Of course there are alternatives to filling our minds with garbage. This is supposed to be the role of the great spiritual and ethical traditions throughout human history. And indeed, the environmental movement has been cast as a kind of spiritual battle. We are told that we must recycle more, and buy electric cars, and eat more plant-based food. If we could just rid ourselves of our individual spiritual failings — our lack of recycling, our consumption of meat, our gas-guzzling cars, and so on — we could solve the environmental crisis.

I’ve become convinced that the environmental crisis we’re currently facing does have spiritual roots, but I don’t believe that the roots of the environmental crisis lie in ridding ourselves of our individual spiritual failings. We’re not going to solve the environmental crisis by addressing our individual sins of not recycling enough, not eat plant-based foods, and so on. Instead, I feel one of the main roots of the environmental crisis comes from a collective misinterpretation of the Bible. Specifically, I feel that our society collectively buys into a gross misinterpretation of the so-called “dominion clause” in the book of Genesis, chapter 1, verse 27, which goes like this:

“Then God said, ‘Let us make humankind in our image, according to our likeness; and let them have dominion over the fish of the sea, and over the birds of the air, and over the cattle, and over all the wild animals of the earth, and over every creeping thing that creeps upon the earth.’”

This passage has been widely interpreted by Western Christians, Jews, and atheists to mean that God gave humankind god-like powers over every other living thing, meaning we humans have permission to do whatever we like to the non-human world. The historian Lynn White thought this misinterpretation of the Bible dated back to medieval times. I don’t know about that, but I do know that in the late twentieth century a theological viewpoint called Dominion theology became very influential. This theology is based on a misinterpretation of that passage in Genesis, teaching that God has given god-like powers to humans, so they can do whatever they want. Dominion theology goes further than this, teaching that men should have dominion over women. And dominion theology also teaches that Christians should be in charge of all human political affairs. Humans have power over non-humans; male humans have power over female humans; male Christian humans have power over everyone else.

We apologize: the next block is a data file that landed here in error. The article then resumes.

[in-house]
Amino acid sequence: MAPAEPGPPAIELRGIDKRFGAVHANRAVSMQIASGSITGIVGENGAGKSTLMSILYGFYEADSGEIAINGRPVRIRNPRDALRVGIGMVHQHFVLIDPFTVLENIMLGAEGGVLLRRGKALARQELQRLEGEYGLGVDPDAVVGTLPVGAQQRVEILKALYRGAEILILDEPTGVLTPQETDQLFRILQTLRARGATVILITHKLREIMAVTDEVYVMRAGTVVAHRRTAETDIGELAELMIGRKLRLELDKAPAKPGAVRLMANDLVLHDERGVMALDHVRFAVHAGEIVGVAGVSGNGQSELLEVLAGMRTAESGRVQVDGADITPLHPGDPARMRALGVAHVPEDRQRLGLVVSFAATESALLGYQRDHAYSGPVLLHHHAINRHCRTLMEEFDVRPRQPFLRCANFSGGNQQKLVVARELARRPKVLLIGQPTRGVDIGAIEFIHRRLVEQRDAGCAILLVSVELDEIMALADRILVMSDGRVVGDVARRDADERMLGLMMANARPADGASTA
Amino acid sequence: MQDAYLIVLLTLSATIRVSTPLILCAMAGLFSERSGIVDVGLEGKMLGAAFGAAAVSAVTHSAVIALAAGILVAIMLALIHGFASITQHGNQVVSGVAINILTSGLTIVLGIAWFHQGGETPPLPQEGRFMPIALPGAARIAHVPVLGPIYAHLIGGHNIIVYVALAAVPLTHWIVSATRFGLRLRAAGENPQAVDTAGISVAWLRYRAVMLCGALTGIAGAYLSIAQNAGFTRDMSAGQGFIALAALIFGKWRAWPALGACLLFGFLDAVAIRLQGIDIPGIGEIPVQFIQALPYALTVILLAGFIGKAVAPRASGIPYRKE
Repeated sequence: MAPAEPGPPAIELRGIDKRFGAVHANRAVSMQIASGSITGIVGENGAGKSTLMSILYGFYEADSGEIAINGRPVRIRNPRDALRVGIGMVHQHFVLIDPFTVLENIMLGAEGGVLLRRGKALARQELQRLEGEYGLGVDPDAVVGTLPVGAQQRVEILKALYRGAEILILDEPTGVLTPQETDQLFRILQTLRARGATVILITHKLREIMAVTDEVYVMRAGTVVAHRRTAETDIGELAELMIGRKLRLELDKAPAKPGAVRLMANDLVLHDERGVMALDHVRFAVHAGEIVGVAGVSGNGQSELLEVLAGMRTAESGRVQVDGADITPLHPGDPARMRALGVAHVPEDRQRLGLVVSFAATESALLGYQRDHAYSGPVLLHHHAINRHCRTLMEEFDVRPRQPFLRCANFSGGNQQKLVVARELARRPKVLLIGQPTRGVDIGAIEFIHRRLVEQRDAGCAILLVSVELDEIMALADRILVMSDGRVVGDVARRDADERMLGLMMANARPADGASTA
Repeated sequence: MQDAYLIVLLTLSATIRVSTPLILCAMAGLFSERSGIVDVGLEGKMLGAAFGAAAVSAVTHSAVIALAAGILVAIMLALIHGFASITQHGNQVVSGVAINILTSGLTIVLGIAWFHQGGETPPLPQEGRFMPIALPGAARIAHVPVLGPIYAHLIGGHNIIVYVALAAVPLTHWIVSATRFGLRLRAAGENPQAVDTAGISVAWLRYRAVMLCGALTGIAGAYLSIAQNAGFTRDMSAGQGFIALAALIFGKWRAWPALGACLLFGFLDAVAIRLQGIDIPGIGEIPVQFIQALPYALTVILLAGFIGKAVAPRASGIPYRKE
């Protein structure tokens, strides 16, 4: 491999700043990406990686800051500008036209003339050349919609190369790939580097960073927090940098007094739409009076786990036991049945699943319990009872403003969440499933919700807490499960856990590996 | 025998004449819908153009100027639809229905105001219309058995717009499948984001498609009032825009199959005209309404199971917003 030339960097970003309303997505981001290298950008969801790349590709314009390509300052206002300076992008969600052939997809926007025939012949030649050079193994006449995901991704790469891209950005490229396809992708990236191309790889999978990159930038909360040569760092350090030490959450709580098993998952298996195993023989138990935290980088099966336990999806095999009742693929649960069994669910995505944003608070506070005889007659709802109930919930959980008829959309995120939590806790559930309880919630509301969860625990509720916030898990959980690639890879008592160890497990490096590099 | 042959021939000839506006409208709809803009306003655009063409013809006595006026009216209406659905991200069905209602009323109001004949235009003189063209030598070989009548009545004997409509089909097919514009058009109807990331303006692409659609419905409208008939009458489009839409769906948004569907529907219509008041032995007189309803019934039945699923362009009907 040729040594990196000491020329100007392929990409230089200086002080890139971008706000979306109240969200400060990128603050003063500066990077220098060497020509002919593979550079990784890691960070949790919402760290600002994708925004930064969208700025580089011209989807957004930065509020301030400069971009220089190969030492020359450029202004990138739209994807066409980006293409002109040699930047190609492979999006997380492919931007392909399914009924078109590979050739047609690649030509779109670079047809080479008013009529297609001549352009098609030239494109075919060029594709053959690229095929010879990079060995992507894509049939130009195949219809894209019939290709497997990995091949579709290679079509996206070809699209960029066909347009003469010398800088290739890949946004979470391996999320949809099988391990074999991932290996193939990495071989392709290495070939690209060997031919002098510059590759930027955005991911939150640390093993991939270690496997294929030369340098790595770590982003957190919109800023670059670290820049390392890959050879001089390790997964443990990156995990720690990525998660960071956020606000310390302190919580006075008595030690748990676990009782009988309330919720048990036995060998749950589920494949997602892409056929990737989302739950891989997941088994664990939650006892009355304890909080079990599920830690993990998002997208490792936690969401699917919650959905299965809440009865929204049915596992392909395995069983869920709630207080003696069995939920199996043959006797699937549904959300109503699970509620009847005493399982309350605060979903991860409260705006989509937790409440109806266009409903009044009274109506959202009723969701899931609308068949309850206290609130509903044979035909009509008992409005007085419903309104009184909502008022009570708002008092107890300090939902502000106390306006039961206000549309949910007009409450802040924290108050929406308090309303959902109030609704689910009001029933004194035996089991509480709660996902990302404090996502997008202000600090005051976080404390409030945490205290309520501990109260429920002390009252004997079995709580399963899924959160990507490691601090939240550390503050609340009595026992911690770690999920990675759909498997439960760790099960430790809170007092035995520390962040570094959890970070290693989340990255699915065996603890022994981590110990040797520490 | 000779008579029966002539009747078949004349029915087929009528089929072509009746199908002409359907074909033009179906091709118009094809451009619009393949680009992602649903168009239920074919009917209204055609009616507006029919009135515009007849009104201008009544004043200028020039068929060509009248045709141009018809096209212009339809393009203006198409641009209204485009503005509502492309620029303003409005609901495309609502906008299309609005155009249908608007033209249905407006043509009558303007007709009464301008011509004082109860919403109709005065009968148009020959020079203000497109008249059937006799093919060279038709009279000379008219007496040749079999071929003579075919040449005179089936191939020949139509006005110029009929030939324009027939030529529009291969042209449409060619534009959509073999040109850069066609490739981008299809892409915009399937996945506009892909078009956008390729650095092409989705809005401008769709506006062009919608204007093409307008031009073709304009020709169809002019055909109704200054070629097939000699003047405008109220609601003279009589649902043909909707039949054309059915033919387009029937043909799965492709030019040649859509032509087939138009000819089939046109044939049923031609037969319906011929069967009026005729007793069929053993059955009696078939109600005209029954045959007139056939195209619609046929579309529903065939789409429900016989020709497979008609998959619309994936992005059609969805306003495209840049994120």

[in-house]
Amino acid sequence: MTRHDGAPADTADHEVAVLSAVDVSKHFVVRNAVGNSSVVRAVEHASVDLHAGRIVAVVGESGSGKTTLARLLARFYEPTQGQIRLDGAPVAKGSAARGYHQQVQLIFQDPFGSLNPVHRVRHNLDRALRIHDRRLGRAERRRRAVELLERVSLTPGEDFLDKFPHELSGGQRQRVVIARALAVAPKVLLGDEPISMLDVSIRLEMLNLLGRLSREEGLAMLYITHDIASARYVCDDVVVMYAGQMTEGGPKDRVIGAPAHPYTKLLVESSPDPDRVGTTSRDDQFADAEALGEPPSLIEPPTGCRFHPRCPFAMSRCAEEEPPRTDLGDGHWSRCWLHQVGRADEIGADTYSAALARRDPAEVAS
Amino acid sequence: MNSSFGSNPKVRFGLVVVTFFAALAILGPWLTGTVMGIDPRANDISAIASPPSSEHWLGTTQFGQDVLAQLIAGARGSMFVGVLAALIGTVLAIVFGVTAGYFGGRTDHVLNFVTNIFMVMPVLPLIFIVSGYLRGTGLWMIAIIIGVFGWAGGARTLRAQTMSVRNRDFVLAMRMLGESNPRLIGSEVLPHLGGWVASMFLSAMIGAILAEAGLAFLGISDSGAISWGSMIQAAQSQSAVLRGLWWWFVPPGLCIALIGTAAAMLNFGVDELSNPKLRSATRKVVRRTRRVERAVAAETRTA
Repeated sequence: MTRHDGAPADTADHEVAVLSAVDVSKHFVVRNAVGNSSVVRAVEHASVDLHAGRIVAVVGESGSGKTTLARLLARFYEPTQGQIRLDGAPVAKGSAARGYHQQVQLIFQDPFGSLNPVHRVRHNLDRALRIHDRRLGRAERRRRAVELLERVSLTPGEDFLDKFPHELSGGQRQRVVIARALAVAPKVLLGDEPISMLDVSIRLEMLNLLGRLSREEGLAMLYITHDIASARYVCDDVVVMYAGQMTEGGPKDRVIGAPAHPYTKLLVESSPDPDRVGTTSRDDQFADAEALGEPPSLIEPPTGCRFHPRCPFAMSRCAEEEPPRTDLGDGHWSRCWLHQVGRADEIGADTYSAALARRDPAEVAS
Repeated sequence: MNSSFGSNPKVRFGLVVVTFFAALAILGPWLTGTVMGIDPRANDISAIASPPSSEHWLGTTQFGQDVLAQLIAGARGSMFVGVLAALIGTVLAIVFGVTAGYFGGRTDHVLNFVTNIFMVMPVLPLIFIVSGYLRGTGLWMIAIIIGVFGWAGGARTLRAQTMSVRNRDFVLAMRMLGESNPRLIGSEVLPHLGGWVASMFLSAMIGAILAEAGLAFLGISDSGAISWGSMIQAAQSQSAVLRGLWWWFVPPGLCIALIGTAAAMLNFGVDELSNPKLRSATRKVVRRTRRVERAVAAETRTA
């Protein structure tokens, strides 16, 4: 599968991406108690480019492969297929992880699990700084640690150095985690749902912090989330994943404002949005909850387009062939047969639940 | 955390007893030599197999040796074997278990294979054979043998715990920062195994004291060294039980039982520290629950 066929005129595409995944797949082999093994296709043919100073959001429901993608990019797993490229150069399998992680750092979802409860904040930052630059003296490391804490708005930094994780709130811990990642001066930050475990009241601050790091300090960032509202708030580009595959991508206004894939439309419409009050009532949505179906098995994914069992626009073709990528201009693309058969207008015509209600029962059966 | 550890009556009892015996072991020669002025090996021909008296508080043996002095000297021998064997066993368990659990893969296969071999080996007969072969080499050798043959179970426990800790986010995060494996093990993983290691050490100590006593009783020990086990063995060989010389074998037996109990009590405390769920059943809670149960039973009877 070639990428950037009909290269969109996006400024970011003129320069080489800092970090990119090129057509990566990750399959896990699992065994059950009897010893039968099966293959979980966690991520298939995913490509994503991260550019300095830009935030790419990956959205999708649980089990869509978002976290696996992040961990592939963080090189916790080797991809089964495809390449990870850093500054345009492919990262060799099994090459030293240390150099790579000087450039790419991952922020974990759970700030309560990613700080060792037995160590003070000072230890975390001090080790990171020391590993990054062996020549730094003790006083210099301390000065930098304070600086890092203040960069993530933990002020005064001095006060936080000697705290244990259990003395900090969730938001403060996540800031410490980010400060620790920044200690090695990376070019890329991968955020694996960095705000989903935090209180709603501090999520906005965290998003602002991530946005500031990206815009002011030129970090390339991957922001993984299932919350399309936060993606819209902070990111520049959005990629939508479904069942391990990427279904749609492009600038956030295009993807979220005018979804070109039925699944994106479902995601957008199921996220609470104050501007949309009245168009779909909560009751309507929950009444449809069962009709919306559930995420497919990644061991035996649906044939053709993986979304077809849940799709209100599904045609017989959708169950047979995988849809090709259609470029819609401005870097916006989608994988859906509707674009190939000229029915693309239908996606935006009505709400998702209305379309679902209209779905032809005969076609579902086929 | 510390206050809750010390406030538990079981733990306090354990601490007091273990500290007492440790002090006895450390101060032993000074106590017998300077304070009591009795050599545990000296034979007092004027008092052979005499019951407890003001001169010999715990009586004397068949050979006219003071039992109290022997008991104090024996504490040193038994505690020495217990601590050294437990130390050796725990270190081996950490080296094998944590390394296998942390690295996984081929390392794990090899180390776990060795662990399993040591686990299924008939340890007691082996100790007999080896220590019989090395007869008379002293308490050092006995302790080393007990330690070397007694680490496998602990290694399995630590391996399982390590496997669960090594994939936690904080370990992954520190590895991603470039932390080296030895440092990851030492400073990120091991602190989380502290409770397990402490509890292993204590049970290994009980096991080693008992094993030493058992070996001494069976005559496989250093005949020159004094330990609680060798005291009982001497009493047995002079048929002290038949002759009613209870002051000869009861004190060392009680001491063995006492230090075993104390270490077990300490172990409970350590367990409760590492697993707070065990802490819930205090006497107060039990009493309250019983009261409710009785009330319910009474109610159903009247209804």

In my opinion, dominion theology is spiritual and religious garbage. Nevertheless, a great many people are filling up their minds with this garbage — not just conservative Christians, but secular people are also being influenced by it. Now the secular people should know better, but let’s look at why dominion theology is religious and spiritual garbage.

According to Genesis, God created all the creatures that live on the earth, in the seas, and in the skies; God also created all the plants and every other living thing. Periodically during this creation process, God stopped, looked at the latest creations, and “saw that it was good.” That is: God did not stop, look at the latest creations, and say, “Gee, I hope some day the human beings make this animal or that plant go extinct.” Nor does God ever say, “Gee, I hope the humans use their garbage to fill in San Francisco Bay, which by the way I created to be a home for ‘every living creature that moves, of every kind, with which the waters swarm’.” Nowhere in the Bible does God say that humankind is supposed to trash the world.

Not only that, but the very next passage in the Bible states that men and women are equal. This upends another major tenet of dominion theology. Genesis 1:27 says, “God created humankind in his image, in the image of God he created them; male and female he created them.” You’ll notice that God had both male and female characteristics, since both males and females were created in God’s image (if this is hard for you to imagine, that’s no surprise since we limited mortals can’t entirely comprehend God anyway).

Contrary to what the proponents of dominion theology claim, here’s what those passages in the book of Genesis actually say: Humankind may have a great deal of power over the nonhuman world, but we are supposed to use that power to take care of God’s creation. God created both women and men in God’s image, which means that women are just as good as men. As for Christians being in charge of everyone else, nowhere in the book of Genesis does that come up. Nowhere in the Bible does it say that Christians are supposed to run the United States. This is garbage theology. Yet this is the garbage that has been filling many people’s minds.